Daisies, a Celebration of Freedom, the Female Gender, and Pure Anarchy: A Review


A film that moves freely without any direction, almost like the way it sees our world is developing day by day. This is a film that deliberately angers your senses, because it represents anarchy in our world as we know it to be. This is a maddening film, but it also makes a clear case as to why film is one of the most meaningful forms of activism that we have on the planet. Vera Chytilová’s Daisies is one of the peaks of the Czech New Wave, because it just shows everything that the movement represents in the most freeform manner possible. But even as Daisies was the subject of controversy, the film itself already seemed to come up with the perfect rebuttal to that very notion and that there only makes a case for why it remains one of the most fascinating pieces of 1960’s cinema ever to have been made.


When you read a basic synopsis of Daisies, for some it may be easy to think that it could easily have become any old coming-of-age story about spoiled teenagers. There are two girls who are both named Marie, they decide that the world has become spoiled so they will become spoiled themselves. As the two of them embark on another journey that consists of strange pranks coming one after another, they slowly come to discover far more about the world in which they inhabit – and what Vera Chytilová managed to craft from this freeform experiment was also one of the most anarchistic pieces of cinema ever created. Daisies is not a film about nothing, it is a film about class and sexual inequality – and one of the angriest films ever to have been made about the matter at hand.

Controversy is no stranger to the making of Daisies, for the film had only been made two years prior to the Czechoslovak’s Prague Spring. Chytilová had been banned from making films until 1975 but the film’s legacy had only found itself growing for good reason. Tackling the bourgeois societal standards of its own era, what’s most stunning about Daisies is the fact that most of this still rings true to our time. The girls who play Marie can be annoying in their roles, but in the many pranks that they all take part in, it all plays back like our own annoyance with governments and their lack of willingness to move further from the damage that they have caused. These girls encompass how we see those of a higher class to be, because it all comes from how they see the world to be, and therein lies the most enticing aspect of a film like Daisies.

As far as the film’s feministic nature goes, what keeps Daisies moving is how radical it remains from start to finish. It goes to the point that even by the time the film is over, you still have that very feeling inside your head that nothing is truly over yet. This is a film that effectively teases male desires because it so evidently despises the inequality that women have suffered in society and from the phallic imagery. This is a film that teases the male gaze every opportunity that it has, even making a fool of it from the way that the two of them handle a phone conversation between a male lover. In this same scene, numerous phallic objects are being cut up in order to signify the hopelessness of the male lover, as both girls stick around making fun of his own lack of an identity. But neither girl needs a lover to find the satisfaction that they acquire within their lives, because Chytilová only shows in this very sequence that such conformity only takes away from being able to form your own identity because that’s what society expects of everyone.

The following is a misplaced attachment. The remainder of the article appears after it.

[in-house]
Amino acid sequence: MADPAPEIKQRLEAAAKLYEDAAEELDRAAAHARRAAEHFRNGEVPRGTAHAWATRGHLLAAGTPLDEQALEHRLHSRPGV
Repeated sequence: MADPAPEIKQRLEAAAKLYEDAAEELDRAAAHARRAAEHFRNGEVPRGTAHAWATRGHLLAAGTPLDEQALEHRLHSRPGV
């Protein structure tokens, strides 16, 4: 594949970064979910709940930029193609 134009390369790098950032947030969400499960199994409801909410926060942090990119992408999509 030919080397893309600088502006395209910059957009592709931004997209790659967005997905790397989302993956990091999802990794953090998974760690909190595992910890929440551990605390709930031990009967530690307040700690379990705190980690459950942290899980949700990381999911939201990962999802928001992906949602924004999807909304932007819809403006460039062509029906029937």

This is also without doubt one of the most colourful films ever to have been made, but the way in which Chytilová changes the colour template only comes by to serve as a perfect reflection of the film’s anarchistic nature. In the most colourful scenes you would have some of the funniest moments, whether it be the noted food fight scene or the phone conversation, but in another scene with a different template toned to one specific colour, another mood comes forth. In a blander template you get a chance to look at what the girls are expected to behave like, and Chytilová still allows their playfulness to go ahead and run amok. It’s funny in the sense that it represents how we would imagine the bourgeois ruling would function, and it’s also irritating because you expect that to change and it only ends up stinging even further from there.

You ask yourself watching Daisies if anything ever really ends. There is no answer to that, with how Chytilová just embraces the playful nature of the girls. But it’s so aggressive in asserting its own identity as the film only jumps around from place to place, like the very meaninglessness of the world that the girls live within – especially with the inequality that drowns them as made clear from the final sequence. Daisies is a film that only seeks to find beauty inside a world that only expects conformity, turning such identities into literal trash. This is a film that challenges how the world around oneself expects itself to function and it’s only managed to age spectacularly over the years where the controversy had sparked since its release. And to think, all of that controversy came forth from authorities that think they have power to decide over what others should find fun, surely that doesn’t bite something familiar, doesn’t it?

Watch the trailer right here.

All images via Janus Films.

Directed by Vera Chytilová
Screenplay by Vera Chytilová, Ester Krumbachová, Pavel Juračék
Produced by Rudolf Hájek
Starring Jitka Cerhová, Ivana Karbanová
Release Year: 1966
Running Time: 77 minutes


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